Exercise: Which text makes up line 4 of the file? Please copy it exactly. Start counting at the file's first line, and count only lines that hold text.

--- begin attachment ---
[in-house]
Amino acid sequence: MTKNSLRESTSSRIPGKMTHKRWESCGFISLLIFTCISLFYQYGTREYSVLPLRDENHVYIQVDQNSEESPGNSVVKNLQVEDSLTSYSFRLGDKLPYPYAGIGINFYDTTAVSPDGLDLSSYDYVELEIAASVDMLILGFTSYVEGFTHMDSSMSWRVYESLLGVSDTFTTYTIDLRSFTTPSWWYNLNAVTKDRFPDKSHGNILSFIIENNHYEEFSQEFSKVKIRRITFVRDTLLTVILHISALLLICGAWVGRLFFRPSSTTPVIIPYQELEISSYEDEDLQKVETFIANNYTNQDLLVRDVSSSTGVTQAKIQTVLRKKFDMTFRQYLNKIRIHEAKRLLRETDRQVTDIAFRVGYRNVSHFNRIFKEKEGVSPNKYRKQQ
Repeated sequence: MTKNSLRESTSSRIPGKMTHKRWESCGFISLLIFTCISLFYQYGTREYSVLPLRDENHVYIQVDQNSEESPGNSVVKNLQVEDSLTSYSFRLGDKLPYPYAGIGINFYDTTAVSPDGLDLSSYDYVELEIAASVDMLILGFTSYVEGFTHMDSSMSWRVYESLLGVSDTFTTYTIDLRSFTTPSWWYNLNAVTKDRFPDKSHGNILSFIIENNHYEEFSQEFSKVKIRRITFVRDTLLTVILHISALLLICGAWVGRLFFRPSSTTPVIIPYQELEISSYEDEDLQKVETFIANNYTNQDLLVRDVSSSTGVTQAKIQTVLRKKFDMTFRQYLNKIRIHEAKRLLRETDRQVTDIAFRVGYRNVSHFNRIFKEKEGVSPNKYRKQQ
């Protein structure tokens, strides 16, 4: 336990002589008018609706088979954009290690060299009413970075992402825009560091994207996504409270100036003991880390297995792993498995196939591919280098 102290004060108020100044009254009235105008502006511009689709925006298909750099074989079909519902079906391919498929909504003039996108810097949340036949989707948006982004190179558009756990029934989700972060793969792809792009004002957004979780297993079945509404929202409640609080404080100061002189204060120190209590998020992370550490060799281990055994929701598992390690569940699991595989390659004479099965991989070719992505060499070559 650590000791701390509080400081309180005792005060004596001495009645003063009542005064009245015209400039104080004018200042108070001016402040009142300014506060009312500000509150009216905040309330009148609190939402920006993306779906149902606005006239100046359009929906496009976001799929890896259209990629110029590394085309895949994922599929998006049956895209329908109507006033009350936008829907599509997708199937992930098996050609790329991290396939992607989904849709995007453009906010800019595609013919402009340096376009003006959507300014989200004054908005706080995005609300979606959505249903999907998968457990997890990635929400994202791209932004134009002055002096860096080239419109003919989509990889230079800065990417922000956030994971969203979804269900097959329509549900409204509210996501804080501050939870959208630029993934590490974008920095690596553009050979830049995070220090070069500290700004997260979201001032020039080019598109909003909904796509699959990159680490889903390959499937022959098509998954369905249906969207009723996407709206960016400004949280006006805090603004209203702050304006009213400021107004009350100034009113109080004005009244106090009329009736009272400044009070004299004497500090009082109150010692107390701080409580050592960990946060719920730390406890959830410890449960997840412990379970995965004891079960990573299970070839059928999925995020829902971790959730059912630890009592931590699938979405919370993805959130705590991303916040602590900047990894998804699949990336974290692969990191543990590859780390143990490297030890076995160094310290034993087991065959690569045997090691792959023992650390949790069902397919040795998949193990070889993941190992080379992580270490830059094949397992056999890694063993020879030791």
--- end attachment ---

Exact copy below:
């Protein structure tokens, strides 16, 4: 336990002589008018609706088979954009290690060299009413970075992402825009560091994207996504409270100036003991880390297995792993498995196939591919280098 102290004060108020100044009254009235105008502006511009689709925006298909750099074989079909519902079906391919498929909504003039996108810097949340036949989707948006982004190179558009756990029934989700972060793969792809792009004002957004979780297993079945509404929202409640609080404080100061002189204060120190209590998020992370550490060799281990055994929701598992390690569940699991595989390659004479099965991989070719992505060499070559 650590000791701390509080400081309180005792005060004596001495009645003063009542005064009245015209400039104080004018200042108070001016402040009142300014506060009312500000509150009216905040309330009148609190939402920006993306779906149902606005006239100046359009929906496009976001799929890896259209990629110029590394085309895949994922599929998006049956895209329908109507006033009350936008829907599509997708199937992930098996050609790329991290396939992607989904849709995007453009906010800019595609013919402009340096376009003006959507300014989200004054908005706080995005609300979606959505249903999907998968457990997890990635929400994202791209932004134009002055002096860096080239419109003919989509990889230079800065990417922000956030994971969203979804269900097959329509549900409204509210996501804080501050939870959208630029993934590490974008920095690596553009050979830049995070220090070069500290700004997260979201001032020039080019598109909003909904796509699959990159680490889903390959499937022959098509998954369905249906969207009723996407709206960016400004949280006006805090603004209203702050304006009213400021107004009350100034009113109080004005009244106090009329009736009272400044009070004299004497500090009082109150010692107390701080409580050592960990946060719920730390406890959830410890449960997840412990379970995965004891079960990573299970070839059928999925995020829902971790959730059912630890009592931590699938979405919370993805959130705590991303916040602590900047990894998804699949990336974290692969990191543990590859780390143990490297030890076995160094310290034993087991065959690569045997090691792959023992650390949790069902397919040795998949193990070889993941190992080379992580270490830059094949397992056999890694063993020879030791």